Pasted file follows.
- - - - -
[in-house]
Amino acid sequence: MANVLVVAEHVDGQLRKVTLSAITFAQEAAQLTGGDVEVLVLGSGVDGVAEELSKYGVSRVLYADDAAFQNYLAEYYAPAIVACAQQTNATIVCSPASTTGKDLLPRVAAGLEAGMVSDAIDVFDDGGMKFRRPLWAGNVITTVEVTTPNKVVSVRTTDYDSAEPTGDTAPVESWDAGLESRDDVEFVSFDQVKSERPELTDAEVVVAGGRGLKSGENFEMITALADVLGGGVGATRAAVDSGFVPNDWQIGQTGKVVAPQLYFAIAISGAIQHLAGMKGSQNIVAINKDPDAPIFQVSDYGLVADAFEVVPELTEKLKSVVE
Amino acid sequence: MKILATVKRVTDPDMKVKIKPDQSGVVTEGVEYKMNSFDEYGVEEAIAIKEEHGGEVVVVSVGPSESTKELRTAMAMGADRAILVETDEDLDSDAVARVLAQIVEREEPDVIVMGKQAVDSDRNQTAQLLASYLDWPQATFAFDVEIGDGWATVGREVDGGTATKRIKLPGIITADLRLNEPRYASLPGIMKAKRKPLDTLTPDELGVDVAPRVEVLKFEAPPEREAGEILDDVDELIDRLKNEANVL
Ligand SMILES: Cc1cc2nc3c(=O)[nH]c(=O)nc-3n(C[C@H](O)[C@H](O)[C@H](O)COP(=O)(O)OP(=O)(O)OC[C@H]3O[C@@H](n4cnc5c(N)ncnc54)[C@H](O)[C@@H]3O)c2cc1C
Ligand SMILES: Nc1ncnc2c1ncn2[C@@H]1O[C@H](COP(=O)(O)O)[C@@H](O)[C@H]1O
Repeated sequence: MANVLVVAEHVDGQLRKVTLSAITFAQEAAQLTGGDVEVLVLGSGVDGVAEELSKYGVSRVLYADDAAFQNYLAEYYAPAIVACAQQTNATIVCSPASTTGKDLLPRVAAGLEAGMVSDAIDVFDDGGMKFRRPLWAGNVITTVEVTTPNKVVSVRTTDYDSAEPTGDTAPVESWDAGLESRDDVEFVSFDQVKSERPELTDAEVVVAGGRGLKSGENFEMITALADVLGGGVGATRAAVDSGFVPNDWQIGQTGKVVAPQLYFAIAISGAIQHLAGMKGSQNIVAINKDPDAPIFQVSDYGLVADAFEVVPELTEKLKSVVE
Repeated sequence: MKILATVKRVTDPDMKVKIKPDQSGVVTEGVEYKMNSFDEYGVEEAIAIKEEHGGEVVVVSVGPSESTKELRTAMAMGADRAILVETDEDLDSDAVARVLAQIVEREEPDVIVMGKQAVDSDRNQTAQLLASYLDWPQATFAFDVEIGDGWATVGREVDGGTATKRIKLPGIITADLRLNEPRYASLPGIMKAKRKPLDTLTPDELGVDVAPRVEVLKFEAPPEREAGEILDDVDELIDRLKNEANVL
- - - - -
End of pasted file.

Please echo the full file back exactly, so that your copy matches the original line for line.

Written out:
[in-house]
Amino acid sequence: MANVLVVAEHVDGQLRKVTLSAITFAQEAAQLTGGDVEVLVLGSGVDGVAEELSKYGVSRVLYADDAAFQNYLAEYYAPAIVACAQQTNATIVCSPASTTGKDLLPRVAAGLEAGMVSDAIDVFDDGGMKFRRPLWAGNVITTVEVTTPNKVVSVRTTDYDSAEPTGDTAPVESWDAGLESRDDVEFVSFDQVKSERPELTDAEVVVAGGRGLKSGENFEMITALADVLGGGVGATRAAVDSGFVPNDWQIGQTGKVVAPQLYFAIAISGAIQHLAGMKGSQNIVAINKDPDAPIFQVSDYGLVADAFEVVPELTEKLKSVVE
Amino acid sequence: MKILATVKRVTDPDMKVKIKPDQSGVVTEGVEYKMNSFDEYGVEEAIAIKEEHGGEVVVVSVGPSESTKELRTAMAMGADRAILVETDEDLDSDAVARVLAQIVEREEPDVIVMGKQAVDSDRNQTAQLLASYLDWPQATFAFDVEIGDGWATVGREVDGGTATKRIKLPGIITADLRLNEPRYASLPGIMKAKRKPLDTLTPDELGVDVAPRVEVLKFEAPPEREAGEILDDVDELIDRLKNEANVL
Ligand SMILES: Cc1cc2nc3c(=O)[nH]c(=O)nc-3n(C[C@H](O)[C@H](O)[C@H](O)COP(=O)(O)OP(=O)(O)OC[C@H]3O[C@@H](n4cnc5c(N)ncnc54)[C@H](O)[C@@H]3O)c2cc1C
Ligand SMILES: Nc1ncnc2c1ncn2[C@@H]1O[C@H](COP(=O)(O)O)[C@@H](O)[C@H]1O
Repeated sequence: MANVLVVAEHVDGQLRKVTLSAITFAQEAAQLTGGDVEVLVLGSGVDGVAEELSKYGVSRVLYADDAAFQNYLAEYYAPAIVACAQQTNATIVCSPASTTGKDLLPRVAAGLEAGMVSDAIDVFDDGGMKFRRPLWAGNVITTVEVTTPNKVVSVRTTDYDSAEPTGDTAPVESWDAGLESRDDVEFVSFDQVKSERPELTDAEVVVAGGRGLKSGENFEMITALADVLGGGVGATRAAVDSGFVPNDWQIGQTGKVVAPQLYFAIAISGAIQHLAGMKGSQNIVAINKDPDAPIFQVSDYGLVADAFEVVPELTEKLKSVVE
Repeated sequence: MKILATVKRVTDPDMKVKIKPDQSGVVTEGVEYKMNSFDEYGVEEAIAIKEEHGGEVVVVSVGPSESTKELRTAMAMGADRAILVETDEDLDSDAVARVLAQIVEREEPDVIVMGKQAVDSDRNQTAQLLASYLDWPQATFAFDVEIGDGWATVGREVDGGTATKRIKLPGIITADLRLNEPRYASLPGIMKAKRKPLDTLTPDELGVDVAPRVEVLKFEAPPEREAGEILDDVDELIDRLKNEANVL